Assessing Safety Culture
How does one assess the safety culture in an organization? There are a number of methods available; however, they generally center on worker and management perceptions and opinions as they relate to safety. In this case, it is perceptions and opinions that count, not reality or facts. (I know this is difficult for most of us to handle.)
The most common means for collecting this information is through questionnaires or interviews. The interview technique, while more labor-intensive and generally requiring a third party, is probably the best method to explore employee perceptions and opinions about the organization and safety. A combination of focused interviews and general questionnaires can also be used.
Whatever method is used, the survey must be done in a way that protects the anonymity of the respondents. It is also very important to make sure that the sponsor is prepared for potentially bad news. (Remember the old saying, "Don't ask the question unless you are prepared for the answer."?)
The typical diagnosis is not hard to predict. It usually involves a serious gap in the safety message and philosophy between the most senior management and the supervisor and workers. My experience is that the message typically gets lost within middle management. Usually, this is a consequence of what we described previously as the unwritten rules of the game: saying that safety is most important; but rewarding those whose behaviors and actions provide short-term gains, while placing others at risk (e.g., allowing the unit to run outside operating limits so as not to lose production, postpone repairs or require tired workers to work overtime).
Based on this experience, I would identify key stakeholder groups as:
- Senior management
- Middle management
- Safety, health, and environmental personnel, and
- Contractors (supervisors and workers).
Information collected can be used to compare and contrast the perceptions among each of these groups. Contractor information is quite useful, since it will have a substantially different perspective that is based on comparing your company with others for whom it has worked.
Typical questions that might be used in a worker interview include:
- What are the company policy and goals for safety?
- What do you feel is your role in the safety program?
- How does your immediate supervisor support safety?
- Do you feel that senior management actively supports safety?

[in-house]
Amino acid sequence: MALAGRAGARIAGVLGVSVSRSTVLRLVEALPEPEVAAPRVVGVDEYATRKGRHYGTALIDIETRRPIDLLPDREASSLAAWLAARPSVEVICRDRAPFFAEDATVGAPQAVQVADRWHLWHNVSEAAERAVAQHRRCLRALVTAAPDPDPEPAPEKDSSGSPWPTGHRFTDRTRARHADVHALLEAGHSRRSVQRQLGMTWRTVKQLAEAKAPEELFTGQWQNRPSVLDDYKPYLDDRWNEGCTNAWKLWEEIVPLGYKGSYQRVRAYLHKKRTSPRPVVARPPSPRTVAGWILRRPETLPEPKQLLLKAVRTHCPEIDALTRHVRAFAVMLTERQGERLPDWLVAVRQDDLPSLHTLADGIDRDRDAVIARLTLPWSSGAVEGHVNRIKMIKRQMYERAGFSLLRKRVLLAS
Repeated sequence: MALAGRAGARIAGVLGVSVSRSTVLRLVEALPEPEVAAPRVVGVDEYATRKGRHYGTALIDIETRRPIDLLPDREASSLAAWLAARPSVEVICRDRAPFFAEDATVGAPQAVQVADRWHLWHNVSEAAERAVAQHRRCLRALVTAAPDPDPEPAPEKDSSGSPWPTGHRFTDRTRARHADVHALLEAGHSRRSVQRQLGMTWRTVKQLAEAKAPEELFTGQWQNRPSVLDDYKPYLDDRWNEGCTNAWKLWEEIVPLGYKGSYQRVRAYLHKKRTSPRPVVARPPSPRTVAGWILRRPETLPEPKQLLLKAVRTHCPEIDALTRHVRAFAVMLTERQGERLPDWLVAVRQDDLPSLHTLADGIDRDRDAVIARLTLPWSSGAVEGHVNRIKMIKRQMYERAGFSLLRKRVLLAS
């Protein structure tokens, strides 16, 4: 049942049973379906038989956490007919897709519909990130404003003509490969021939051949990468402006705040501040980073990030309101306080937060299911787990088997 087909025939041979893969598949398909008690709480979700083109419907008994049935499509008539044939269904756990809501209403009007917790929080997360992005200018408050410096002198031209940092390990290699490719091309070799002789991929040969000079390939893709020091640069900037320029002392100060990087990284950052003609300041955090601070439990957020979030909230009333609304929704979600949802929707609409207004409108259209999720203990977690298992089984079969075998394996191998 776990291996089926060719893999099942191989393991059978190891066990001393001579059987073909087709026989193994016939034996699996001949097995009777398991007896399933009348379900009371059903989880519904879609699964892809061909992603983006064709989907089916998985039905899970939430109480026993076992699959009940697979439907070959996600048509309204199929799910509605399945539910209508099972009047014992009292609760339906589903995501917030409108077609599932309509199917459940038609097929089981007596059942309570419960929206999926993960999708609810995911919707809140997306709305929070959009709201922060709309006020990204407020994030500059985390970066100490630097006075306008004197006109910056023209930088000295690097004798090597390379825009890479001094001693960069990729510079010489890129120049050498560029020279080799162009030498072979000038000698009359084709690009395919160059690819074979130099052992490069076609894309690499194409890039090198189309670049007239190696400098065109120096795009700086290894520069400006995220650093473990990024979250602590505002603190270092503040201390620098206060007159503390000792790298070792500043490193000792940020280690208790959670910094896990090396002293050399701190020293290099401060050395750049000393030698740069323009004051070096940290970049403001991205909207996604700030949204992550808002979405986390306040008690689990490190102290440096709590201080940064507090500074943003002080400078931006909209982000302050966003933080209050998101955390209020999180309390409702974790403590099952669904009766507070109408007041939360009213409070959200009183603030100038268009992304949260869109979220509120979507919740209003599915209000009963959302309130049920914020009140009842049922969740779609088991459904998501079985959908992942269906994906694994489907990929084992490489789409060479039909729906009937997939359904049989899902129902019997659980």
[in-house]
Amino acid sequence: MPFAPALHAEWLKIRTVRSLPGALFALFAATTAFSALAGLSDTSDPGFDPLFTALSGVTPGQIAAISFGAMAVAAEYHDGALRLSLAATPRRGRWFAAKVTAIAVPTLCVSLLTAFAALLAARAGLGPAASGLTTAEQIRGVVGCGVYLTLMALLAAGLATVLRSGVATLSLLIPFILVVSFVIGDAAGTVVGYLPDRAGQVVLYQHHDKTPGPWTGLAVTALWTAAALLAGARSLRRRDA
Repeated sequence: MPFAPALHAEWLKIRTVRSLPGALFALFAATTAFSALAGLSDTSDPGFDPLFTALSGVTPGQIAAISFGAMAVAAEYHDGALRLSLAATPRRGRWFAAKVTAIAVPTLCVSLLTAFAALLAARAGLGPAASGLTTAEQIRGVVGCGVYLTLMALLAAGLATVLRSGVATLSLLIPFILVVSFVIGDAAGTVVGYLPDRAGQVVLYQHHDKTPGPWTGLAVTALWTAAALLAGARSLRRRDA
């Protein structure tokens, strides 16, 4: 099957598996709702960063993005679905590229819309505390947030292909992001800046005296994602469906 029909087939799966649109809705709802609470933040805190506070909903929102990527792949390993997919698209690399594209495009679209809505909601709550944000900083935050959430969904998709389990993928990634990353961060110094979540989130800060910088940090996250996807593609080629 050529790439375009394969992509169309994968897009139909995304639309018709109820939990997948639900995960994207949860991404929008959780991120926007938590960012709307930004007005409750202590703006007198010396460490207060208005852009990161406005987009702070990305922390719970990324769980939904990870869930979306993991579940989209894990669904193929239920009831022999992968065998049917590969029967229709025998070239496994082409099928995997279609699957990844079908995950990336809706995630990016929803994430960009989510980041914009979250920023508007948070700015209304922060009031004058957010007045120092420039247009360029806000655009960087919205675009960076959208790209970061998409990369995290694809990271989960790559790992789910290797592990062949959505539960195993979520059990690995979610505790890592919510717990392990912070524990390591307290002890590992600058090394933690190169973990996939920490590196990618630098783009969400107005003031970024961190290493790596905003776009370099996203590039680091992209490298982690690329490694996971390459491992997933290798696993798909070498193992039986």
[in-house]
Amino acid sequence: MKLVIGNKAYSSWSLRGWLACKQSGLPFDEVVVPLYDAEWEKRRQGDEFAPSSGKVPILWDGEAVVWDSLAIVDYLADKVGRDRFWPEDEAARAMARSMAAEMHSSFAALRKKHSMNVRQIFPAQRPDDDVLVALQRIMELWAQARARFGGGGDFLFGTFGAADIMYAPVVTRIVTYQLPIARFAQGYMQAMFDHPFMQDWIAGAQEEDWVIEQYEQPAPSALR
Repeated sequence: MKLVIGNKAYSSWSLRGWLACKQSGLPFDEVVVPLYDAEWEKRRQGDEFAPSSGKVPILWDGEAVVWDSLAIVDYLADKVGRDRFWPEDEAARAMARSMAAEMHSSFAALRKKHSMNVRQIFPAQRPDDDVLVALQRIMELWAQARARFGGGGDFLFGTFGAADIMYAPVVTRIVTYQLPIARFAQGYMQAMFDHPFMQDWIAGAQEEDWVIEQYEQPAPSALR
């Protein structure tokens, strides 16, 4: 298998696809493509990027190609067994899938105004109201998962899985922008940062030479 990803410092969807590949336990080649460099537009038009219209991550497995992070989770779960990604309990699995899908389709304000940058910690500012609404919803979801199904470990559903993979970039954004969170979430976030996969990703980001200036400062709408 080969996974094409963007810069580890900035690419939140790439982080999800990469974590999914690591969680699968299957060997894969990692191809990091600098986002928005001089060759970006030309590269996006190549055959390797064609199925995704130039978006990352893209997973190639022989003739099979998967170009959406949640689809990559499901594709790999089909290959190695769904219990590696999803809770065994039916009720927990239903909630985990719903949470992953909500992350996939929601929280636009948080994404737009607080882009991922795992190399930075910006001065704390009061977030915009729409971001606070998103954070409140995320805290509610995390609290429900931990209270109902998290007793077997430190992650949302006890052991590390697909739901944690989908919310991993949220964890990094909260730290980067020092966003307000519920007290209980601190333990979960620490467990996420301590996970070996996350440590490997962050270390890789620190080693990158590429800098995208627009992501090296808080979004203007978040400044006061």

- Do you feel adequately trained to do your job safely?
- Do you feel that the work rules and regulations for safety are necessary?
- What pressures are put on you that may affect safety?
- How would you compare safety at your company, compared with others of a similar business?
- Do you and other workers have a say in identifying and fixing hazards?
- What do you feel should be done to improve safety?
While these examples are typical, they will vary, depending on the audience and the means of collecting the information. Whatever the means of data collection, the ultimate goal is to evaluate the existing organizational culture and identify gaps and unwritten rules of the game that discourage safe behaviors and practices. These leverage points then can be used to help gradually change the organizational culture and the perceptions of the employees about the importance and value of safety.
Improving Safety Culture
How do you improve the safety culture of an organization?
First, it is important to recognize that organizational culture develops over the life of an organization. As many CEOs have found, culture is difficult to change quickly - if at all. Dr. Steve Simon, an organizational psychologist who has published in the health and safety literature on safety culture, has said, "To change organizational behavior, group norms, not individual attitudes, should be addressed." How does one go about moving that big ship at sea?
While there are a number of ways to stimulate cultural change, most focus on employee involvement, two-way communication and training. Employee involvement may include such measures as visioning to establish the safety goals and philosophy, establishing clear employee responsibilities and accountability in safety, sharing performance data with all employees, and instituting programs that encourage active employee involvement in safety.
It is not enough to simply state a new policy or rule. Effective, two-way communication that emphasizes shared values and goals, rather than the traditional top-down, hierarchical policies, is necessary.
Training that is keyed to the role and responsibility of each participant in the safety program is the third key element. Training should be used to make sure that we equip each person with the knowledge and tools necessary to carry out his function and make sound decisions. For example, how can we expect a worker to report hazards if he does not know what they are? How can we expect a supervisor to do a great accident investigation if the supervisor has never been adequately trained in root cause analysis? All of this takes on even greater importance when you consider the widespread push to move safety and health responsibility down through the line organization.
There are many tools and approaches available today that can drive safety performance improvement, but they all require a workplace culture that recognizes and embraces safety as a key goal of the organization and its employees in order to be successful. Likewise, an organizational culture that does not value safety and that rewards risky or unsafe behaviors is destined for a major adverse event, no matter how hard the safety manager works or how good the systems are.
If you're not getting the safety performance you need or deserve, it may be time for a culture check.